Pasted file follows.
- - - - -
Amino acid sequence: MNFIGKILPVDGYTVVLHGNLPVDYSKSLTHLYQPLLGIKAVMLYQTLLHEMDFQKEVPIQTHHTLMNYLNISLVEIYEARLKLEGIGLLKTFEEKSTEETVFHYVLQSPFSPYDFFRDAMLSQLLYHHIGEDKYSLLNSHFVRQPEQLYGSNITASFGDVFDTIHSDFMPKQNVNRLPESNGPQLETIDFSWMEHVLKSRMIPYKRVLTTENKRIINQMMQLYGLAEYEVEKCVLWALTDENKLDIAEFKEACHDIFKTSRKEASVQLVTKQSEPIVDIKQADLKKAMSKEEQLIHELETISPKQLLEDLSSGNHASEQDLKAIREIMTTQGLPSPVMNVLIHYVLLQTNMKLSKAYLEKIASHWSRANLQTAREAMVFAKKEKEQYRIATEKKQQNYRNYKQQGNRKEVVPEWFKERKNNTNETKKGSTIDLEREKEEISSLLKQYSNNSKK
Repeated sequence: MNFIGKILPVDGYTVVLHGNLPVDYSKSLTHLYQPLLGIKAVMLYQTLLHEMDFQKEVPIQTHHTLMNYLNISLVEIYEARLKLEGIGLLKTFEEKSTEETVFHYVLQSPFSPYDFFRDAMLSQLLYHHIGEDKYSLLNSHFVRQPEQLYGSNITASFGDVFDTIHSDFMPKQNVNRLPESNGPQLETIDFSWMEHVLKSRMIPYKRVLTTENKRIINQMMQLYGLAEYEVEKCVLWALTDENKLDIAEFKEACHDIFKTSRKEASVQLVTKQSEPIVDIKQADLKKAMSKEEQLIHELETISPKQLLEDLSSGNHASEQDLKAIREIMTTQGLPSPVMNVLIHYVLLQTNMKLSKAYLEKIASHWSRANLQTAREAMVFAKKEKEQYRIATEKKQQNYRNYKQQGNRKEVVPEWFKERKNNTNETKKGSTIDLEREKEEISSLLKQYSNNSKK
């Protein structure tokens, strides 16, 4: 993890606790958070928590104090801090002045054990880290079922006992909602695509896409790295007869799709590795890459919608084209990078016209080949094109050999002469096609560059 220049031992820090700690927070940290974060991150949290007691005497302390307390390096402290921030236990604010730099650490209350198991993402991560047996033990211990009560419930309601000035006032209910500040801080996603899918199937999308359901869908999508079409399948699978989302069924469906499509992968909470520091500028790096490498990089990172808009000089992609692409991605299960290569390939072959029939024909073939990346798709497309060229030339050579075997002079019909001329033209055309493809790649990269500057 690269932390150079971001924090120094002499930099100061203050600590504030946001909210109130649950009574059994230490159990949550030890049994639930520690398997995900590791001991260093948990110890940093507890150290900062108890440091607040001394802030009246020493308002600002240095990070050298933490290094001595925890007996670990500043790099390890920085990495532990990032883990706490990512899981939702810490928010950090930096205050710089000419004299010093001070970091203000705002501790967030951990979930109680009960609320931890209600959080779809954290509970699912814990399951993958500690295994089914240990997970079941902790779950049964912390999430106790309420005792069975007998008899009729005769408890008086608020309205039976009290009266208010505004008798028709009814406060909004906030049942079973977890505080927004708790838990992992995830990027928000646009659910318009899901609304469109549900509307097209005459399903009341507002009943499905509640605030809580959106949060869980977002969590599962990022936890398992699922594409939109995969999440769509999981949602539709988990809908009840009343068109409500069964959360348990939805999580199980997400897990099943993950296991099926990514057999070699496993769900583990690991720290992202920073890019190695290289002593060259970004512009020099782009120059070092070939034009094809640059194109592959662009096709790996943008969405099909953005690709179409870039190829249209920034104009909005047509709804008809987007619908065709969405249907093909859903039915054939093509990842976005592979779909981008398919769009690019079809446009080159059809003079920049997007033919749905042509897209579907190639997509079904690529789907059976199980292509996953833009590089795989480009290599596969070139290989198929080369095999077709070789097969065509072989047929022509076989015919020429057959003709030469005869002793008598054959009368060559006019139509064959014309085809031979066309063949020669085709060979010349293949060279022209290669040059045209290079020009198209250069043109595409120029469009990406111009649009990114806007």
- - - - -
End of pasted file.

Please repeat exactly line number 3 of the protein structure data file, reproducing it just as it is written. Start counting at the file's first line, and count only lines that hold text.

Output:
């Protein structure tokens, strides 16, 4: 993890606790958070928590104090801090002045054990880290079922006992909602695509896409790295007869799709590795890459919608084209990078016209080949094109050999002469096609560059 220049031992820090700690927070940290974060991150949290007691005497302390307390390096402290921030236990604010730099650490209350198991993402991560047996033990211990009560419930309601000035006032209910500040801080996603899918199937999308359901869908999508079409399948699978989302069924469906499509992968909470520091500028790096490498990089990172808009000089992609692409991605299960290569390939072959029939024909073939990346798709497309060229030339050579075997002079019909001329033209055309493809790649990269500057 690269932390150079971001924090120094002499930099100061203050600590504030946001909210109130649950009574059994230490159990949550030890049994639930520690398997995900590791001991260093948990110890940093507890150290900062108890440091607040001394802030009246020493308002600002240095990070050298933490290094001595925890007996670990500043790099390890920085990495532990990032883990706490990512899981939702810490928010950090930096205050710089000419004299010093001070970091203000705002501790967030951990979930109680009960609320931890209600959080779809954290509970699912814990399951993958500690295994089914240990997970079941902790779950049964912390999430106790309420005792069975007998008899009729005769408890008086608020309205039976009290009266208010505004008798028709009814406060909004906030049942079973977890505080927004708790838990992992995830990027928000646009659910318009899901609304469109549900509307097209005459399903009341507002009943499905509640605030809580959106949060869980977002969590599962990022936890398992699922594409939109995969999440769509999981949602539709988990809908009840009343068109409500069964959360348990939805999580199980997400897990099943993950296991099926990514057999070699496993769900583990690991720290992202920073890019190695290289002593060259970004512009020099782009120059070092070939034009094809640059194109592959662009096709790996943008969405099909953005690709179409870039190829249209920034104009909005047509709804008809987007619908065709969405249907093909859903039915054939093509990842976005592979779909981008398919769009690019079809446009080159059809003079920049997007033919749905042509897209579907190639997509079904690529789907059976199980292509996953833009590089795989480009290599596969070139290989198929080369095999077709070789097969065509072989047929022509076989015919020429057959003709030469005869002793008598054959009368060559006019139509064959014309085809031979066309063949020669085709060979010349293949060279022209290669040059045209290079020009198209250069043109595409120029469009990406111009649009990114806007």